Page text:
video clip of gameplay (0)

Anonymous Coward | about a year ago | (#42815811)

I've seen tons of movies captured from videogames on YouTube. Isn't that fair use?

Re:video clip of gameplay (3, Insightful)

arbiter1 (1204146) | about a year ago | (#42815881)

Um fair use, no. Those movies captured from video games give credit to the game they are taken from. The video used by north korea uses games with 0 credit to the game makers. But with that said any those videos on youtube the game creator is well within their rights to remove them but they don't as its not to piss off their fan's. N korea used the video in what is a clear IMO threat to the US of nuclear weapon use. China their biggest ally wouldn't stand by and allow that to happen.

Re:video clip of gameplay (4, Informative)

Runaway1956 (1322357) | about a year ago | (#42816939)

I disagree, in that a lot of those videos are indeed fair use. Corporate America has been working to redefine fair use, but recording yourself doing something, such as playing a game, is fair use.

The problem with North Korea's video is that it isn't for "personal use", but for commercial and/or political use. There is a huge difference between private, personal use and political use. A foreign government can't just take your stuff and apply it to their political goals, without permission and or compensation. Not unless they have the political and/or military power to back up that seizure.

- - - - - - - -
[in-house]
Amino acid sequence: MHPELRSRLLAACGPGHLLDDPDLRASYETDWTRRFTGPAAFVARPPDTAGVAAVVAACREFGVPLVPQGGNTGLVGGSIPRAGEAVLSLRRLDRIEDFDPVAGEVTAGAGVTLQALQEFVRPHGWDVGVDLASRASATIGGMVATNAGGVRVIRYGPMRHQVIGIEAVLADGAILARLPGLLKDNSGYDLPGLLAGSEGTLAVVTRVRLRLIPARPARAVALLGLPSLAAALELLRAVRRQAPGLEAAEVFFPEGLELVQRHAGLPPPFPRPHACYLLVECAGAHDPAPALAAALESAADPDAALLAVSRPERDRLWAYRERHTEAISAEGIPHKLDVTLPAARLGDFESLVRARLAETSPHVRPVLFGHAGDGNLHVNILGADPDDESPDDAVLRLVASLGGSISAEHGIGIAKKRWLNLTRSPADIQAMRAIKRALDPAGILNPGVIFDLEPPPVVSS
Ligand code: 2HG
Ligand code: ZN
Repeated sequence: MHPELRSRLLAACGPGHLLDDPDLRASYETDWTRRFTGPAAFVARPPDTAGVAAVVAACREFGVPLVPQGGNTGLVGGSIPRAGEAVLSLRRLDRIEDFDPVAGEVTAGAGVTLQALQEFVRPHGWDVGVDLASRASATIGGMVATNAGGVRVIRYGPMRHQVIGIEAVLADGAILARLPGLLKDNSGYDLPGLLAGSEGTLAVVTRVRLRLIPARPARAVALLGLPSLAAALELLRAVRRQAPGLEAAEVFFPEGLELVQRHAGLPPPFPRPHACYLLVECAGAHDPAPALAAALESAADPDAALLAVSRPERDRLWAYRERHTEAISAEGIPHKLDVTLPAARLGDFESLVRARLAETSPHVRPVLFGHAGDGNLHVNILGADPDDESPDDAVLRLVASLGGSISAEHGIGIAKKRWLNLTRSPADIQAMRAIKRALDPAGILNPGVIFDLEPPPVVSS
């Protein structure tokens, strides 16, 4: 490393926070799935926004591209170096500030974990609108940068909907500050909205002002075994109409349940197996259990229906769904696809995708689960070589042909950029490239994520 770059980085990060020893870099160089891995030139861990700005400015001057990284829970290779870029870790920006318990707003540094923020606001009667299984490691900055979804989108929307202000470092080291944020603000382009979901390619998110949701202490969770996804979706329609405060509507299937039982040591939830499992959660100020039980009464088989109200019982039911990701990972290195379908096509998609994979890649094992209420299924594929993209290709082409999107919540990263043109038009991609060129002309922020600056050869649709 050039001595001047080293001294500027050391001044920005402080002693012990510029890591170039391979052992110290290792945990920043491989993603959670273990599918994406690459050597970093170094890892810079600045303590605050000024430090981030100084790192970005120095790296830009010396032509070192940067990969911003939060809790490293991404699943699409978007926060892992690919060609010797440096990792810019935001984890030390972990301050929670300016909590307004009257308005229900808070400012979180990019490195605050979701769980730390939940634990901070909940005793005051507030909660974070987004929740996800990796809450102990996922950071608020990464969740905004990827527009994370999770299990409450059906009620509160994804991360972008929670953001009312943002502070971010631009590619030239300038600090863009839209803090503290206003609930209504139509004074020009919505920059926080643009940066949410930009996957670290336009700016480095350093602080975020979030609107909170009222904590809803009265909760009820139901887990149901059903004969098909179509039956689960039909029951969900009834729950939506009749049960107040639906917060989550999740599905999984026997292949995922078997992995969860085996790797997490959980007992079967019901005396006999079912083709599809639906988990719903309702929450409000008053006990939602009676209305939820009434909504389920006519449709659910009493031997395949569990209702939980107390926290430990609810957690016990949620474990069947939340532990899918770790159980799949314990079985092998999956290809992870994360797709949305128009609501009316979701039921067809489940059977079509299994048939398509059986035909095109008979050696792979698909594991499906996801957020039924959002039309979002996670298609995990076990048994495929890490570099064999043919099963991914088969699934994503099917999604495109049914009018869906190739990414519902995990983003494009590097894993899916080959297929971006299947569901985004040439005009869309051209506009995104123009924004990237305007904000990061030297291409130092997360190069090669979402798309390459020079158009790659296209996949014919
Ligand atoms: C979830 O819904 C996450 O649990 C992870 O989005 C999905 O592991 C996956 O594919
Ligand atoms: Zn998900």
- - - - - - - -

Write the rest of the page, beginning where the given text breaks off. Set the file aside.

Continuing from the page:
Re:video clip of gameplay (-1)

Anonymous Coward | about a year ago | (#42817233)

The problem with North Korea's video is that it isn't for "personal use", but for commercial and/or political use.

Actually I think the main problem with North Korea's video is that it is fucking ghey and stupid.

Re:video clip of gameplay (1)

Anonymous Coward | about a year ago | (#42817459)

I disagree, in that a lot of those videos are indeed fair use. Corporate America has been working to redefine fair use, but recording yourself doing something, such as playing a game, is fair use.